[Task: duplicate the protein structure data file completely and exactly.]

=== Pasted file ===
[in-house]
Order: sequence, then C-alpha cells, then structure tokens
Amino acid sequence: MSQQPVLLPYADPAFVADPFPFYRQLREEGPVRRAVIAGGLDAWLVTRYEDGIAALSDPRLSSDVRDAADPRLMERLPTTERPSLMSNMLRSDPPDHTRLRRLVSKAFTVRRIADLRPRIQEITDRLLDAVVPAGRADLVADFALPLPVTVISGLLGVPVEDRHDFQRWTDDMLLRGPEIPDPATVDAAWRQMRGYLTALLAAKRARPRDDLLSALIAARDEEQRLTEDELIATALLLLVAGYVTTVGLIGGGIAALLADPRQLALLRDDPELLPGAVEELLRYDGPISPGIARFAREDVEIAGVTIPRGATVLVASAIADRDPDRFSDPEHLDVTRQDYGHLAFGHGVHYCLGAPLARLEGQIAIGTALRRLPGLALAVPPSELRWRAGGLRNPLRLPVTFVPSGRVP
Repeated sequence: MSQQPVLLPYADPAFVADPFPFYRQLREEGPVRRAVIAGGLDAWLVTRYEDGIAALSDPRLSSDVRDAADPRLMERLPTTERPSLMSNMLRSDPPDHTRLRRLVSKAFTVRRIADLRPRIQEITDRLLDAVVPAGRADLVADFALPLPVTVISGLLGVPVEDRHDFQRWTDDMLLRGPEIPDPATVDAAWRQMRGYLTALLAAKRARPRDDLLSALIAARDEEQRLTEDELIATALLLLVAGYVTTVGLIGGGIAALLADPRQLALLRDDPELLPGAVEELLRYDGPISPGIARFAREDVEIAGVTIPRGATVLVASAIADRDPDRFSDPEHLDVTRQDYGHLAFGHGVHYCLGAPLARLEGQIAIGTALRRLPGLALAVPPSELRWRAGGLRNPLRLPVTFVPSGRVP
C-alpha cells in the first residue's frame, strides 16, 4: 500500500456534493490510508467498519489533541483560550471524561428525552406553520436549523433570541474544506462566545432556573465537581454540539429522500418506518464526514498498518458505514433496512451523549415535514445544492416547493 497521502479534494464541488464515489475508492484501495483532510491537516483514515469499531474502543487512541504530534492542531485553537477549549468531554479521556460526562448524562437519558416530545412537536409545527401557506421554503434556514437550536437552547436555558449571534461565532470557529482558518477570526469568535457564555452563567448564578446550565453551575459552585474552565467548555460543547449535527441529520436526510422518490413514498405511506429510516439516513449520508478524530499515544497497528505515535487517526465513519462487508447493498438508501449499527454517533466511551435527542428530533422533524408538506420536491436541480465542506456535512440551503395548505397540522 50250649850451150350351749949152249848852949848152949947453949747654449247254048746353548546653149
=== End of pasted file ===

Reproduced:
[in-house]
Order: sequence, then C-alpha cells, then structure tokens
Amino acid sequence: MSQQPVLLPYADPAFVADPFPFYRQLREEGPVRRAVIAGGLDAWLVTRYEDGIAALSDPRLSSDVRDAADPRLMERLPTTERPSLMSNMLRSDPPDHTRLRRLVSKAFTVRRIADLRPRIQEITDRLLDAVVPAGRADLVADFALPLPVTVISGLLGVPVEDRHDFQRWTDDMLLRGPEIPDPATVDAAWRQMRGYLTALLAAKRARPRDDLLSALIAARDEEQRLTEDELIATALLLLVAGYVTTVGLIGGGIAALLADPRQLALLRDDPELLPGAVEELLRYDGPISPGIARFAREDVEIAGVTIPRGATVLVASAIADRDPDRFSDPEHLDVTRQDYGHLAFGHGVHYCLGAPLARLEGQIAIGTALRRLPGLALAVPPSELRWRAGGLRNPLRLPVTFVPSGRVP
Repeated sequence: MSQQPVLLPYADPAFVADPFPFYRQLREEGPVRRAVIAGGLDAWLVTRYEDGIAALSDPRLSSDVRDAADPRLMERLPTTERPSLMSNMLRSDPPDHTRLRRLVSKAFTVRRIADLRPRIQEITDRLLDAVVPAGRADLVADFALPLPVTVISGLLGVPVEDRHDFQRWTDDMLLRGPEIPDPATVDAAWRQMRGYLTALLAAKRARPRDDLLSALIAARDEEQRLTEDELIATALLLLVAGYVTTVGLIGGGIAALLADPRQLALLRDDPELLPGAVEELLRYDGPISPGIARFAREDVEIAGVTIPRGATVLVASAIADRDPDRFSDPEHLDVTRQDYGHLAFGHGVHYCLGAPLARLEGQIAIGTALRRLPGLALAVPPSELRWRAGGLRNPLRLPVTFVPSGRVP
C-alpha cells in the first residue's frame, strides 16, 4: 500500500456534493490510508467498519489533541483560550471524561428525552406553520436549523433570541474544506462566545432556573465537581454540539429522500418506518464526514498498518458505514433496512451523549415535514445544492416547493 497521502479534494464541488464515489475508492484501495483532510491537516483514515469499531474502543487512541504530534492542531485553537477549549468531554479521556460526562448524562437519558416530545412537536409545527401557506421554503434556514437550536437552547436555558449571534461565532470557529482558518477570526469568535457564555452563567448564578446550565453551575459552585474552565467548555460543547449535527441529520436526510422518490413514498405511506429510516439516513449520508478524530499515544497497528505515535487517526465513519462487508447493498438508501449499527454517533466511551435527542428530533422533524408538506420536491436541480465542506456535512440551503395548505397540522 50250649850451150350351749949152249848852949848152949947453949747654449247254048746353548546653149